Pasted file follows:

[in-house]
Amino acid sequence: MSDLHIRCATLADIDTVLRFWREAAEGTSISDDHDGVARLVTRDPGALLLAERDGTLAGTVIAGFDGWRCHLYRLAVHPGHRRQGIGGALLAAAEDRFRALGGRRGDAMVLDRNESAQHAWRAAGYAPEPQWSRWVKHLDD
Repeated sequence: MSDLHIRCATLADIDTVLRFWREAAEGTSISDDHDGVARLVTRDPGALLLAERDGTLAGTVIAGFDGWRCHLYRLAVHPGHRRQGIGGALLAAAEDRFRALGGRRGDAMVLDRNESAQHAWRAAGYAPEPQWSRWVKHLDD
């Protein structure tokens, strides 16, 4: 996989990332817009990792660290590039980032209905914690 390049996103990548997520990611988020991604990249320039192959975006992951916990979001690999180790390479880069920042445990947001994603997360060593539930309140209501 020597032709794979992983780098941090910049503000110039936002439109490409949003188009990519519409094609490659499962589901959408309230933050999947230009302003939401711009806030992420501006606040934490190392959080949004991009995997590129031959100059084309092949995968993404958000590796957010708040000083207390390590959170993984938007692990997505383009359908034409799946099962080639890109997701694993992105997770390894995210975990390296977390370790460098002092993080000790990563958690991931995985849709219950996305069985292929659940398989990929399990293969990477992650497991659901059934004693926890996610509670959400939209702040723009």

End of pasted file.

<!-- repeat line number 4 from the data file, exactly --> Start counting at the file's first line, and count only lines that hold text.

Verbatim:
């Protein structure tokens, strides 16, 4: 996989990332817009990792660290590039980032209905914690 390049996103990548997520990611988020991604990249320039192959975006992951916990979001690999180790390479880069920042445990947001994603997360060593539930309140209501 020597032709794979992983780098941090910049503000110039936002439109490409949003188009990519519409094609490659499962589901959408309230933050999947230009302003939401711009806030992420501006606040934490190392959080949004991009995997590129031959100059084309092949995968993404958000590796957010708040000083207390390590959170993984938007692990997505383009359908034409799946099962080639890109997701694993992105997770390894995210975990390296977390370790460098002092993080000790990563958690991931995985849709219950996305069985292929659940398989990929399990293969990477992650497991659901059934004693926890996610509670959400939209702040723009």